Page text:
“Ngikhona!” I cried out again.
In Zulu, the native tongue of large swaths of Southern Africa, it’s the customary response to the greeting phrase Sawubona.
It means I am here.
Was this what I had come to Africa for? Was this how my affair with Africa would end? On the edge of a vast, deep precipice, where the world dissipated into a twirling wall of mist and roaring water?
My affair with Africa began before I knew what an affair meant. I wanted to live among her rolling hills, breathe her dry air and sing with her lions. And so one day, I packed my life and left for Africa.
What followed was a time of great beasts and mosquitos, of grimy crowds and gracious strangers, of stirring encounters and searing pains. But above all, it was coming to the realization that Africa cared little for humans. That it took a certain type of people to live under her savage sun. I wasn’t that type.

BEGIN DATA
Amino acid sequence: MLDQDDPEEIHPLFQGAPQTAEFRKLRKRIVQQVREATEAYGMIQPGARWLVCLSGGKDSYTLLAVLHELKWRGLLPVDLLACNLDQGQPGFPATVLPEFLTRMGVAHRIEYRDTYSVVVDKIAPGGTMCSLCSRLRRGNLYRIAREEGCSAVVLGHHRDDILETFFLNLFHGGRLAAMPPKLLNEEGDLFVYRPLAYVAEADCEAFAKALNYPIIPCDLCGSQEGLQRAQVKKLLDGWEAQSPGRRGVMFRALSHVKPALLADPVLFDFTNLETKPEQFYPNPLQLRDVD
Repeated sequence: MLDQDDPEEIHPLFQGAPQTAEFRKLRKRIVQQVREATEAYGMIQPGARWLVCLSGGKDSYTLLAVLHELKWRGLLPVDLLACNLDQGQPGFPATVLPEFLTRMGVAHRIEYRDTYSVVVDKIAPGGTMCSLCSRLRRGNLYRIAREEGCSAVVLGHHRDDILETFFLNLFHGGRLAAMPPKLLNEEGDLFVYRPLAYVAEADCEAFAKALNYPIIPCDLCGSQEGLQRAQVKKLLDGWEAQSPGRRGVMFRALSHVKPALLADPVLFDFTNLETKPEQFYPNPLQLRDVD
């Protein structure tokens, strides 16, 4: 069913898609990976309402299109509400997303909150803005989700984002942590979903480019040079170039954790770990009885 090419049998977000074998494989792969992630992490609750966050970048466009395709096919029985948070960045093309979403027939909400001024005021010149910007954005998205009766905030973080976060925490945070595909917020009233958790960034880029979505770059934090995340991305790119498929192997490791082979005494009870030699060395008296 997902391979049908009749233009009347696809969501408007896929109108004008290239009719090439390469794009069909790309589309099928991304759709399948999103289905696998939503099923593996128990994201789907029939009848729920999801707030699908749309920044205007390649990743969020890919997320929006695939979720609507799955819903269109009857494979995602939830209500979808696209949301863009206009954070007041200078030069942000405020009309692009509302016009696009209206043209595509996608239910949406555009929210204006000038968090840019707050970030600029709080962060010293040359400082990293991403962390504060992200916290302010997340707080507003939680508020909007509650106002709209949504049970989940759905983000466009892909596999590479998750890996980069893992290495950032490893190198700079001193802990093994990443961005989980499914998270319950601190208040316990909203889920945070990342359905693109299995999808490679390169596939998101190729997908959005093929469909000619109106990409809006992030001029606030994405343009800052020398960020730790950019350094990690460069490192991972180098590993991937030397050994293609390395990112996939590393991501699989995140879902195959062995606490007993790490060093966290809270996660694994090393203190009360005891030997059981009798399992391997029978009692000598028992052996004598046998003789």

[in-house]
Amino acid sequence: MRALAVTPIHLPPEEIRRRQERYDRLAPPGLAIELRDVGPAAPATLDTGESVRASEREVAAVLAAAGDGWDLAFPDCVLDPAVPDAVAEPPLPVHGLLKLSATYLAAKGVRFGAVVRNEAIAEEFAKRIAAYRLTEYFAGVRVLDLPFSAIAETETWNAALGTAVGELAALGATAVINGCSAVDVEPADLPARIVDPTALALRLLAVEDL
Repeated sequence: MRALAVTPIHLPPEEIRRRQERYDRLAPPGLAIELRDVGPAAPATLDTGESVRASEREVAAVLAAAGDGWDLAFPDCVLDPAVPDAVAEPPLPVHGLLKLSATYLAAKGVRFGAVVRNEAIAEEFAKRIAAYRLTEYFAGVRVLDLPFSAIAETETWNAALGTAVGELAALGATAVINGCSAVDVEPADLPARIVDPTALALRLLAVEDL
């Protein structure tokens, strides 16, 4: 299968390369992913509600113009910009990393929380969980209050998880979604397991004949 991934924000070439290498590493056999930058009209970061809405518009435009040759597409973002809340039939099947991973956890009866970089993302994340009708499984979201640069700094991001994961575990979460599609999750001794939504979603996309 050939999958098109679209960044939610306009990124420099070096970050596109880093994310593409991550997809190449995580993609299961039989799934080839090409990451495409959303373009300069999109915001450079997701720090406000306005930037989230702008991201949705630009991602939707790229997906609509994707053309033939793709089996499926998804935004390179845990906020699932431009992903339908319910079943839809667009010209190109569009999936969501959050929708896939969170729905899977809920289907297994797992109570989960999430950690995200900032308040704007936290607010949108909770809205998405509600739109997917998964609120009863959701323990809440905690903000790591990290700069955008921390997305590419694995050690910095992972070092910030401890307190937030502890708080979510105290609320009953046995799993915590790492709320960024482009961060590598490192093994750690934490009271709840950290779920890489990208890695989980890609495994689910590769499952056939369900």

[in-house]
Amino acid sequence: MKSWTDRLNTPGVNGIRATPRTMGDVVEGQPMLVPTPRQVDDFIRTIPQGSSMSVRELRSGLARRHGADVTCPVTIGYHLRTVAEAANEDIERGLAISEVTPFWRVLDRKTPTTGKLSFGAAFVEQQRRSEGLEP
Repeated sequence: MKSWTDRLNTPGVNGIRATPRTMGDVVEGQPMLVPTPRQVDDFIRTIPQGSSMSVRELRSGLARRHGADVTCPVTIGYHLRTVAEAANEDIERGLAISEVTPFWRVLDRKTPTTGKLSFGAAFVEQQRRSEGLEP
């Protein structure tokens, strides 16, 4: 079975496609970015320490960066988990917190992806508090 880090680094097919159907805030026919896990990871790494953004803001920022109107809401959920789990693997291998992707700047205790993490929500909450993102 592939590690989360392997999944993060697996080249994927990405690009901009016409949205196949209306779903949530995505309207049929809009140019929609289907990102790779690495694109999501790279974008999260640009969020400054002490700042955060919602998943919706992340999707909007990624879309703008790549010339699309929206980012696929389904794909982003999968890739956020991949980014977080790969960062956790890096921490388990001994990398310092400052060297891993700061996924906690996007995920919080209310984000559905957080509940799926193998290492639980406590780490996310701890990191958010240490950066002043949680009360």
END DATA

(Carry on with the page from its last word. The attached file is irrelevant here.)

And so I closed my eyes and let my tears seep into the saturated air of Victoria Falls.
“Ngikhona!” I howled, trying to match the roar of the falls. I had to let Africa know that I had come. That I had done what I could, and that now it was time for me to go.
A light breeze pried the curtain of clouds open. A ray of sunlight seeped through. And everyone gasped as the slightest impression of a rainbow took shape across the gorge.
“Sawubona,” -I see you- I heard her whisper in colours. Africa had seen me, after all.